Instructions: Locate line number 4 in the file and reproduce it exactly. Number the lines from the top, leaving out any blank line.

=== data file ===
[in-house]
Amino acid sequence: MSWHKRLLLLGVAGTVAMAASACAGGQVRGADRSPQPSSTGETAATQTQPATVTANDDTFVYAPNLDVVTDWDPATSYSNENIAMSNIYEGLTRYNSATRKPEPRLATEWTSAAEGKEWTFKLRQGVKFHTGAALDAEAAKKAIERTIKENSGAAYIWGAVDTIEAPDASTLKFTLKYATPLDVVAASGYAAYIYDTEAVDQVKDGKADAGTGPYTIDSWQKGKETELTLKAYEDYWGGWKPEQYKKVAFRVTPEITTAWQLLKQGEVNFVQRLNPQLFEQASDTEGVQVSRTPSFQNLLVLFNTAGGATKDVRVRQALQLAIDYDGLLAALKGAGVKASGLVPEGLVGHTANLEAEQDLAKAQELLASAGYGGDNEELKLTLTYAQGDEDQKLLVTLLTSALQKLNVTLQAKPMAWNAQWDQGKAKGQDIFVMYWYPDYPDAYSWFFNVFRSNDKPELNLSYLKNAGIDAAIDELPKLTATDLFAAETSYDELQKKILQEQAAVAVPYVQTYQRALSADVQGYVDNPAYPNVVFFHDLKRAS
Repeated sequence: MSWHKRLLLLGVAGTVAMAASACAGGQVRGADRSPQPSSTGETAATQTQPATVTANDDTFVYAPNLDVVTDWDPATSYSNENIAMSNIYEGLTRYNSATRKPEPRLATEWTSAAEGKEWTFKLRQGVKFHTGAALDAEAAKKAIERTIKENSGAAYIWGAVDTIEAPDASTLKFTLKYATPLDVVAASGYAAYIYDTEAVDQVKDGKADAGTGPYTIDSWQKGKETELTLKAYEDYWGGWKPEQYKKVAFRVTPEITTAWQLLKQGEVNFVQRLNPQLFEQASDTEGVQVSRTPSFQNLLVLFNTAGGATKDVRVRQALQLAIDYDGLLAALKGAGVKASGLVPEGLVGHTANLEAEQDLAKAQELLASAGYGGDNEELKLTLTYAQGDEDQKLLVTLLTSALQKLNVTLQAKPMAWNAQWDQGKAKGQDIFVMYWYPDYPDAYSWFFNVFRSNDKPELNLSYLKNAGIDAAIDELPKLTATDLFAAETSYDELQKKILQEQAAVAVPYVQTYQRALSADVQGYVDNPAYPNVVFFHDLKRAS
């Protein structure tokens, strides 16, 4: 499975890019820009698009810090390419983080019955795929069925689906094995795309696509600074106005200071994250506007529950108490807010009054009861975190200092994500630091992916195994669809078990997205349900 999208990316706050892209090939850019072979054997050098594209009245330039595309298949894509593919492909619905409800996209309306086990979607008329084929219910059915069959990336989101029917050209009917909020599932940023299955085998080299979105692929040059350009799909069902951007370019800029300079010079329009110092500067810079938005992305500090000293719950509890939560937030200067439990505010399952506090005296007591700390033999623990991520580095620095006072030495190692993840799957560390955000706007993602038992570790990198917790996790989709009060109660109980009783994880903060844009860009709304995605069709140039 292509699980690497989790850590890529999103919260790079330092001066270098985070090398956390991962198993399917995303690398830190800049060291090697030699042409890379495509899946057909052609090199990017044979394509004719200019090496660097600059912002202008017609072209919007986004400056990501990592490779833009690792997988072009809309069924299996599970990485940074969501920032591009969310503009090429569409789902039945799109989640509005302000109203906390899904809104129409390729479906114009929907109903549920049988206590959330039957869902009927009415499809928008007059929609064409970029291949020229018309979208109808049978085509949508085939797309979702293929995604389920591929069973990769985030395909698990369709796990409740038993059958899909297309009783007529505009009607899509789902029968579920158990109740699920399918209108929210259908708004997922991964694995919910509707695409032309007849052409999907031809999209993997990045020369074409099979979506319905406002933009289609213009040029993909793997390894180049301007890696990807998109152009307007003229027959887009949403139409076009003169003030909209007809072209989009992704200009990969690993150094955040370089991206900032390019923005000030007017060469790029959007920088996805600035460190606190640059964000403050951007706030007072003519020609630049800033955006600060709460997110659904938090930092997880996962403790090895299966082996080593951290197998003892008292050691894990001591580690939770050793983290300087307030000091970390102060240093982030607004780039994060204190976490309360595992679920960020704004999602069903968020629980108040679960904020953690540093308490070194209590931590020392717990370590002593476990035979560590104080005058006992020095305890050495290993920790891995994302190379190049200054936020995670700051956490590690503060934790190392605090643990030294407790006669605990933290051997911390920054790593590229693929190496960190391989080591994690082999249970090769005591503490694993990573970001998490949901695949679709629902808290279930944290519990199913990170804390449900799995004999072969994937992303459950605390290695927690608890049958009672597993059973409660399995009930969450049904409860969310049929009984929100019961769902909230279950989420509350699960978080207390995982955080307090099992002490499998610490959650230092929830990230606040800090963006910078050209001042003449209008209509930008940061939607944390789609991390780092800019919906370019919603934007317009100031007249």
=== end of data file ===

């Protein structure tokens, strides 16, 4: 499975890019820009698009810090390419983080019955795929069925689906094995795309696509600074106005200071994250506007529950108490807010009054009861975190200092994500630091992916195994669809078990997205349900 999208990316706050892209090939850019072979054997050098594209009245330039595309298949894509593919492909619905409800996209309306086990979607008329084929219910059915069959990336989101029917050209009917909020599932940023299955085998080299979105692929040059350009799909069902951007370019800029300079010079329009110092500067810079938005992305500090000293719950509890939560937030200067439990505010399952506090005296007591700390033999623990991520580095620095006072030495190692993840799957560390955000706007993602038992570790990198917790996790989709009060109660109980009783994880903060844009860009709304995605069709140039 292509699980690497989790850590890529999103919260790079330092001066270098985070090398956390991962198993399917995303690398830190800049060291090697030699042409890379495509899946057909052609090199990017044979394509004719200019090496660097600059912002202008017609072209919007986004400056990501990592490779833009690792997988072009809309069924299996599970990485940074969501920032591009969310503009090429569409789902039945799109989640509005302000109203906390899904809104129409390729479906114009929907109903549920049988206590959330039957869902009927009415499809928008007059929609064409970029291949020229018309979208109808049978085509949508085939797309979702293929995604389920591929069973990769985030395909698990369709796990409740038993059958899909297309009783007529505009009607899509789902029968579920158990109740699920399918209108929210259908708004997922991964694995919910509707695409032309007849052409999907031809999209993997990045020369074409099979979506319905406002933009289609213009040029993909793997390894180049301007890696990807998109152009307007003229027959887009949403139409076009003169003030909209007809072209989009992704200009990969690993150094955040370089991206900032390019923005000030007017060469790029959007920088996805600035460190606190640059964000403050951007706030007072003519020609630049800033955006600060709460997110659904938090930092997880996962403790090895299966082996080593951290197998003892008292050691894990001591580690939770050793983290300087307030000091970390102060240093982030607004780039994060204190976490309360595992679920960020704004999602069903968020629980108040679960904020953690540093308490070194209590931590020392717990370590002593476990035979560590104080005058006992020095305890050495290993920790891995994302190379190049200054936020995670700051956490590690503060934790190392605090643990030294407790006669605990933290051997911390920054790593590229693929190496960190391989080591994690082999249970090769005591503490694993990573970001998490949901695949679709629902808290279930944290519990199913990170804390449900799995004999072969994937992303459950605390290695927690608890049958009672597993059973409660399995009930969450049904409860969310049929009984929100019961769902909230279950989420509350699960978080207390995982955080307090099992002490499998610490959650230092929830990230606040800090963006910078050209001042003449209008209509930008940061939607944390789609991390780092800019919906370019919603934007317009100031007249």